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By India Young, Princeton University Art Museum, USA
Digital Repatriation is an emerging effort from museums to conceptually return belongings, largely removed during colonial nation-building programs. It utilizes the tools of technology to make visible the deepest recesses of museum collections. The Princeton University Art Museum has begun one such undertaking to make a collection of Northwest Coast Indigenous belongings publicly available.
To center digital repatriation, in what could otherwise be a cataloging project, Princeton is working to create meaningful engagement with Northwest Coast communities so that communities themselves determine how their belongings are represented within physical and digital spaces. This talk focuses on the relationship between naming and claiming. Princeton’s online resource will name Indigenous belongings in their own language.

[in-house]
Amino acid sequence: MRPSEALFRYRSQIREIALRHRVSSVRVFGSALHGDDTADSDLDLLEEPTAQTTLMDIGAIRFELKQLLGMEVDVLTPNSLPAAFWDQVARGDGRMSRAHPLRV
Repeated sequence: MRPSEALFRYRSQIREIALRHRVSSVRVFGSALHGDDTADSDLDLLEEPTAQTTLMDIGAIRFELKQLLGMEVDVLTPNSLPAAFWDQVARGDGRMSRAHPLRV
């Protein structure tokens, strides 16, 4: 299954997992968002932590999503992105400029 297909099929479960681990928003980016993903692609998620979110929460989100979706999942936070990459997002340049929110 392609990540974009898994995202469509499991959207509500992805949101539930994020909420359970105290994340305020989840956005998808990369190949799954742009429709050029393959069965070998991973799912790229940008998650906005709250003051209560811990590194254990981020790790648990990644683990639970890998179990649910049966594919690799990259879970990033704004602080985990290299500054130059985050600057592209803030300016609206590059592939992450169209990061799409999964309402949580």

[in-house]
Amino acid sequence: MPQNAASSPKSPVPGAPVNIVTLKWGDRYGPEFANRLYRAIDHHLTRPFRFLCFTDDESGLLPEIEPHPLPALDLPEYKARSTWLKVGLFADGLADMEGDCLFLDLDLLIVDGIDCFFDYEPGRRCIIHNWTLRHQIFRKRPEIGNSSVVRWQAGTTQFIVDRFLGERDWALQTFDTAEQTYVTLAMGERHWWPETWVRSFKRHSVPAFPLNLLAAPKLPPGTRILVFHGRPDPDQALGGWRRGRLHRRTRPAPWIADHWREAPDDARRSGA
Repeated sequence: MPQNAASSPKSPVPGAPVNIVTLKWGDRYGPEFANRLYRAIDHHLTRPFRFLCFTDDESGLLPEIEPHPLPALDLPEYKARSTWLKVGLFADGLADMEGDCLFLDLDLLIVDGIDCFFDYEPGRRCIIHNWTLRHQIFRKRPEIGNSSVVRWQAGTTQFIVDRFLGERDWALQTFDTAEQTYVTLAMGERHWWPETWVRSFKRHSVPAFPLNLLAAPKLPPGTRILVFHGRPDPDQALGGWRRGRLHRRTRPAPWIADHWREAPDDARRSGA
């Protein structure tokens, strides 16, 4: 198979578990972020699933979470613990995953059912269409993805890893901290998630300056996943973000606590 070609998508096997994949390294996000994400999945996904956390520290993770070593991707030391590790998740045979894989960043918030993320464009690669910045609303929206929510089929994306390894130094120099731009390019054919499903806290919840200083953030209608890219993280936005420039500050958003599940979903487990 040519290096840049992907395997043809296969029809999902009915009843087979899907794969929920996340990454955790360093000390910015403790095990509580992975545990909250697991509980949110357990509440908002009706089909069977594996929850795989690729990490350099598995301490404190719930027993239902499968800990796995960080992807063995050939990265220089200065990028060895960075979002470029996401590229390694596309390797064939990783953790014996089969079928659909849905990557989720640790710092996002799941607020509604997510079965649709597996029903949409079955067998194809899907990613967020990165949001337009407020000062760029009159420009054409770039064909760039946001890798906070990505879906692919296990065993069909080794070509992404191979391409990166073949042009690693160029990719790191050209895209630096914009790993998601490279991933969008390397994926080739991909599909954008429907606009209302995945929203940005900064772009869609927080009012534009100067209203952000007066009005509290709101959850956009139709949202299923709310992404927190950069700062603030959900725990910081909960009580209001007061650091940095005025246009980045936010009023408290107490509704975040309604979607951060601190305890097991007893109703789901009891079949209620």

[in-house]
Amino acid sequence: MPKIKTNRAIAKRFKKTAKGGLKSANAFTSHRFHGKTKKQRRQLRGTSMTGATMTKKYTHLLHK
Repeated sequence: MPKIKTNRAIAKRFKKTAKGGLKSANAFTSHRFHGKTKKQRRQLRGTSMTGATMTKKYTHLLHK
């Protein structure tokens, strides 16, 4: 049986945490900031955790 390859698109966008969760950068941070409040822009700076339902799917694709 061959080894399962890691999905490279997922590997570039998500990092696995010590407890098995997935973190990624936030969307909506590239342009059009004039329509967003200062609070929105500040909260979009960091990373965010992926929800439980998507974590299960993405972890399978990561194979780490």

To determine names, Princeton is creating a forum for Indigenous speakers and learners to collaborate and decide how objects should be titled. Naming is at the heart of concepts of truth, sovereignty, and belonging. Princeton’s Indigenous naming project will conceptually return belongings, and also make visible the colonial implications that tie removals of belongings to histories of language loss and language revitalization.